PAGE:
But if you’re sharp then this same submission can definitely be used in a jiu-jitsu when your opponent shoots in to take you down, if he temporarily turtles in an attempt to escape a pinning position, or in the context of a flow where your legs and his arms get entangled
The video below takes you through the basics side triangle technique. Make sure to focus on the positioning of your knee and heel initially, and then adjust your thigh so it’s under the back of the neck at the end…
Variation 4, The Reverse or Inverted Triangle Choke
The terminology for this attack is quite variable: in English some people refer to it as the reverse triangle, but others call it the inverted triangle. In Japanese the confusion is also not quite standardized, and I’ve heard it referred to as both gyaku-sankaku jime and ushiro-sankaku jime.
Regardless of what you call it, this is a very useful variation to add to your triangle choke arsenal.
The easiest way to learn this move is actually from the bottom of side control when the guy on top has left one of his arms between your legs, but there are competitors like Braulio Estima who regularly apply the inverted triangle from the guard as well.
Variation 5, The Arm Triangle Choke
All the triangle chokes we’ve looked at so far have been predominantly applied with the legs. But you can also apply a very similar choke using many of the same principles using your arms to tap your opponent out.
This branch of the triangle family is known as the arm triangle choke, or kata gatame in Judo.
Here’s how to set up this submission and then use the movement of your body, rather than the squeezing of your arms, to power this choke…
More Triangle Choke Resources
The 10 Second Choke Fix
What if you’ve got a triangle choke in place but your opponent just isn’t tapping out?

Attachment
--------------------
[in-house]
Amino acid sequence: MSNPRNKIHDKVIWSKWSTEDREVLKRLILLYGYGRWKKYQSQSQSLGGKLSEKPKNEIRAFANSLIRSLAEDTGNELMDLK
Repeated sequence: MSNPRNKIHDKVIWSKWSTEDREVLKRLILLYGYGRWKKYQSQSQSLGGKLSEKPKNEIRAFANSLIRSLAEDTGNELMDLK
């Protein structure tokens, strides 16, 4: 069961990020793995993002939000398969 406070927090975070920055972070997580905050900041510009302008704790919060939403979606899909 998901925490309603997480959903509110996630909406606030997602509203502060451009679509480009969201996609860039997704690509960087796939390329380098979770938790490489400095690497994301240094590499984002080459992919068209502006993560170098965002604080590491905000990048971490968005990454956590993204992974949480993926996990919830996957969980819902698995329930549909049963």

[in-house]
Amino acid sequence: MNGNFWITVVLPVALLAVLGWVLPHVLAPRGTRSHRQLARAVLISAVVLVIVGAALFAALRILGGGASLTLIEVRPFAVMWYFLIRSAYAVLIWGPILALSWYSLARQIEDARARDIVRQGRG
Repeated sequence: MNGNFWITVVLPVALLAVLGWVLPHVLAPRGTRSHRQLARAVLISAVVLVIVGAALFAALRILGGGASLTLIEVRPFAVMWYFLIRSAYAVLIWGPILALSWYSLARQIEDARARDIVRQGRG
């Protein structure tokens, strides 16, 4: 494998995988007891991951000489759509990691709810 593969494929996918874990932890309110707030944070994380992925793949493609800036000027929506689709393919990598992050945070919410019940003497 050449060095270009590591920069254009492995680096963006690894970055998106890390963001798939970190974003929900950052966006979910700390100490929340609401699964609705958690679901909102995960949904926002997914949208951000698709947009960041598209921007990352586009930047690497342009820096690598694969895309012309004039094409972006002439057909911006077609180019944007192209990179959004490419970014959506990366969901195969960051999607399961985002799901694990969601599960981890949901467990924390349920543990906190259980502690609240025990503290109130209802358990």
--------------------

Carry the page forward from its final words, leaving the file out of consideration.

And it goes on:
Do you squeeze harder? No, you’ll burn out your legs. Do you abandon the position? No, you’ve worked so hard to get here!
How to Reliably Set Up the Triangle Choke
Being shown the triangle choke is one thing, but figuring out how to reliably and repeatedly land it against quality opponents is quite another.
You don’t want to uselessly spam the attack again and again. Instead you want to learn how to systematically disrupt your opponent’s alignment so that he’s in no position to stop you from applying or finishing your attack.
My Two Favorite Triangle Choke Defenses
I want to share my two best triangle choke escapes with you.
I’ve experimented with lots of different defenses, but unfortunately I’ve found that many of them rely on your opponent being totally incompetent or you having an 18″ neck, gigantic traps and high levels of pain tolerance….
Here’s what works well for me, given that I’m not built like a pro bodybuilder…
The Free Grapplearts BJJ Master App
In section 2 of the main article above I included a detailed video breaking down the rear triangle choke. And that video is from an instructional on attacking the back that I did with Rob Biernacki.
You can get that entire instructional – Weak Side Back Attacks – entirely for free in the Grapplearts BJJ Master App. It lives in the ‘BJJ Formula’ section of the app.